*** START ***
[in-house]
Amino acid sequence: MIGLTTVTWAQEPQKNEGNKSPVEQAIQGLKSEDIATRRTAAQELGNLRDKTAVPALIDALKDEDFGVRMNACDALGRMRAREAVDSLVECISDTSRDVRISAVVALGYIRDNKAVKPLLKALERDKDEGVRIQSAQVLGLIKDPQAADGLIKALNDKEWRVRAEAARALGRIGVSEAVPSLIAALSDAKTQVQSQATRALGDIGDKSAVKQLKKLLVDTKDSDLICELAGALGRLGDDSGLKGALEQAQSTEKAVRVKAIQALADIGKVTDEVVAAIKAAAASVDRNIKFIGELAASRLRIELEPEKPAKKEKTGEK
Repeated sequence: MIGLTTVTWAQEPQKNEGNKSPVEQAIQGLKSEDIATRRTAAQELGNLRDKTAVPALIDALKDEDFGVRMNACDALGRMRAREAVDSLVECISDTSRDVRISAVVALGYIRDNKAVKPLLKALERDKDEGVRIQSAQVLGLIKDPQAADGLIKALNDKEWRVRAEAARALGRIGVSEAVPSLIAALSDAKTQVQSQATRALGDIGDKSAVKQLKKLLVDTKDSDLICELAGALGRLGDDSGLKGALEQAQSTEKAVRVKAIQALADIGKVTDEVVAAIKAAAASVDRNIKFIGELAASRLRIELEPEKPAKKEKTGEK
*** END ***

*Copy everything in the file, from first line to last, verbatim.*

[in-house]
Amino acid sequence: MIGLTTVTWAQEPQKNEGNKSPVEQAIQGLKSEDIATRRTAAQELGNLRDKTAVPALIDALKDEDFGVRMNACDALGRMRAREAVDSLVECISDTSRDVRISAVVALGYIRDNKAVKPLLKALERDKDEGVRIQSAQVLGLIKDPQAADGLIKALNDKEWRVRAEAARALGRIGVSEAVPSLIAALSDAKTQVQSQATRALGDIGDKSAVKQLKKLLVDTKDSDLICELAGALGRLGDDSGLKGALEQAQSTEKAVRVKAIQALADIGKVTDEVVAAIKAAAASVDRNIKFIGELAASRLRIELEPEKPAKKEKTGEK
Repeated sequence: MIGLTTVTWAQEPQKNEGNKSPVEQAIQGLKSEDIATRRTAAQELGNLRDKTAVPALIDALKDEDFGVRMNACDALGRMRAREAVDSLVECISDTSRDVRISAVVALGYIRDNKAVKPLLKALERDKDEGVRIQSAQVLGLIKDPQAADGLIKALNDKEWRVRAEAARALGRIGVSEAVPSLIAALSDAKTQVQSQATRALGDIGDKSAVKQLKKLLVDTKDSDLICELAGALGRLGDDSGLKGALEQAQSTEKAVRVKAIQALADIGKVTDEVVAAIKAAAASVDRNIKFIGELAASRLRIELEPEKPAKKEKTGEK